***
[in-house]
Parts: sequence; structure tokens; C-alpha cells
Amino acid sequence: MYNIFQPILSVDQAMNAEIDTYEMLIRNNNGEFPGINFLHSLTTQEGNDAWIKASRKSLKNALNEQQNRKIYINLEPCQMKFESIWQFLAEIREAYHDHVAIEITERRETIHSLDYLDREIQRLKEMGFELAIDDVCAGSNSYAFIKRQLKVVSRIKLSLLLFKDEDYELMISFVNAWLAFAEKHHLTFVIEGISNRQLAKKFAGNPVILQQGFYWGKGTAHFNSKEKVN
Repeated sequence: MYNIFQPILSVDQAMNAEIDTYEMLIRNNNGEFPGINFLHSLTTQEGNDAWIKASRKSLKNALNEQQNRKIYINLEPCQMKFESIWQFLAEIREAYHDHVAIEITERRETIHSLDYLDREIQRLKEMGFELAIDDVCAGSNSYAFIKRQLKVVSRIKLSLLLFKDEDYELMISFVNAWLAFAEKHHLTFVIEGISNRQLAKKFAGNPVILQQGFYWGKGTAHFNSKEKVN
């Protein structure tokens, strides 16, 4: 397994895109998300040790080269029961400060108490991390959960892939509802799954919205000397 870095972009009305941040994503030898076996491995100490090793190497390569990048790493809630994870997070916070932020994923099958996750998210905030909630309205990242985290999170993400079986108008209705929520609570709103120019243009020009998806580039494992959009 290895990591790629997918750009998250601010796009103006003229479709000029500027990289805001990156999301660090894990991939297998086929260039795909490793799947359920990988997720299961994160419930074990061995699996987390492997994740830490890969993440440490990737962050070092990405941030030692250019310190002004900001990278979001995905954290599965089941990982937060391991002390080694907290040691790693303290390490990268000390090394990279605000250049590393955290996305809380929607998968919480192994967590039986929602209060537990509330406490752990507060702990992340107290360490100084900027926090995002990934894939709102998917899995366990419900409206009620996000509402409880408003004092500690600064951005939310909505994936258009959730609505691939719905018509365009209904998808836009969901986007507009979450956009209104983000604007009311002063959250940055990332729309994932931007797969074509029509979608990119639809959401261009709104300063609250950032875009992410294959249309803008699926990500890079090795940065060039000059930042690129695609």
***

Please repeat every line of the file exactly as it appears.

[in-house]
Parts: sequence; structure tokens; C-alpha cells
Amino acid sequence: MYNIFQPILSVDQAMNAEIDTYEMLIRNNNGEFPGINFLHSLTTQEGNDAWIKASRKSLKNALNEQQNRKIYINLEPCQMKFESIWQFLAEIREAYHDHVAIEITERRETIHSLDYLDREIQRLKEMGFELAIDDVCAGSNSYAFIKRQLKVVSRIKLSLLLFKDEDYELMISFVNAWLAFAEKHHLTFVIEGISNRQLAKKFAGNPVILQQGFYWGKGTAHFNSKEKVN
Repeated sequence: MYNIFQPILSVDQAMNAEIDTYEMLIRNNNGEFPGINFLHSLTTQEGNDAWIKASRKSLKNALNEQQNRKIYINLEPCQMKFESIWQFLAEIREAYHDHVAIEITERRETIHSLDYLDREIQRLKEMGFELAIDDVCAGSNSYAFIKRQLKVVSRIKLSLLLFKDEDYELMISFVNAWLAFAEKHHLTFVIEGISNRQLAKKFAGNPVILQQGFYWGKGTAHFNSKEKVN
């Protein structure tokens, strides 16, 4: 397994895109998300040790080269029961400060108490991390959960892939509802799954919205000397 870095972009009305941040994503030898076996491995100490090793190497390569990048790493809630994870997070916070932020994923099958996750998210905030909630309205990242985290999170993400079986108008209705929520609570709103120019243009020009998806580039494992959009 290895990591790629997918750009998250601010796009103006003229479709000029500027990289805001990156999301660090894990991939297998086929260039795909490793799947359920990988997720299961994160419930074990061995699996987390492997994740830490890969993440440490990737962050070092990405941030030692250019310190002004900001990278979001995905954290599965089941990982937060391991002390080694907290040691790693303290390490990268000390090394990279605000250049590393955290996305809380929607998968919480192994967590039986929602209060537990509330406490752990507060702990992340107290360490100084900027926090995002990934894939709102998917899995366990419900409206009620996000509402409880408003004092500690600064951005939310909505994936258009959730609505691939719905018509365009209904998808836009969901986007507009979450956009209104983000604007009311002063959250940055990332729309994932931007797969074509029509979608990119639809959401261009709104300063609250950032875009992410294959249309803008699926990500890079090795940065060039000059930042690129695609």